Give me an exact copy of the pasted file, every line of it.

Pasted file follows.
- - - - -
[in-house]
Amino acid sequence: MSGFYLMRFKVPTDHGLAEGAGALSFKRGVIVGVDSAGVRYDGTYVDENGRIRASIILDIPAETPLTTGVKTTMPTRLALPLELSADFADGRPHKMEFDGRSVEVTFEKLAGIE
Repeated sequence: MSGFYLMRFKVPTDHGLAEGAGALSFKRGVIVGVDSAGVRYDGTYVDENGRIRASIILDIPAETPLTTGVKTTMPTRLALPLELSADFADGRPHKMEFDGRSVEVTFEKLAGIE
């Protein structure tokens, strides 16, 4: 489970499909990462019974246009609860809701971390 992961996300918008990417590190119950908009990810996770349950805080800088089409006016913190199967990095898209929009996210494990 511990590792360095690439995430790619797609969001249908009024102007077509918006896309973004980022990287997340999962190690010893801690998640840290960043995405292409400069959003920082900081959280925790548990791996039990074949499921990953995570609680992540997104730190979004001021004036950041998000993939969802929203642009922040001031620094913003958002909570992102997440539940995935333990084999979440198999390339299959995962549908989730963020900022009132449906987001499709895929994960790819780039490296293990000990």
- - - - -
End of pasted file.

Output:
[in-house]
Amino acid sequence: MSGFYLMRFKVPTDHGLAEGAGALSFKRGVIVGVDSAGVRYDGTYVDENGRIRASIILDIPAETPLTTGVKTTMPTRLALPLELSADFADGRPHKMEFDGRSVEVTFEKLAGIE
Repeated sequence: MSGFYLMRFKVPTDHGLAEGAGALSFKRGVIVGVDSAGVRYDGTYVDENGRIRASIILDIPAETPLTTGVKTTMPTRLALPLELSADFADGRPHKMEFDGRSVEVTFEKLAGIE
């Protein structure tokens, strides 16, 4: 489970499909990462019974246009609860809701971390 992961996300918008990417590190119950908009990810996770349950805080800088089409006016913190199967990095898209929009996210494990 511990590792360095690439995430790619797609969001249908009024102007077509918006896309973004980022990287997340999962190690010893801690998640840290960043995405292409400069959003920082900081959280925790548990791996039990074949499921990953995570609680992540997104730190979004001021004036950041998000993939969802929203642009922040001031620094913003958002909570992102997440539940995935333990084999979440198999390339299959995962549908989730963020900022009132449906987001499709895929994960790819780039490296293990000990």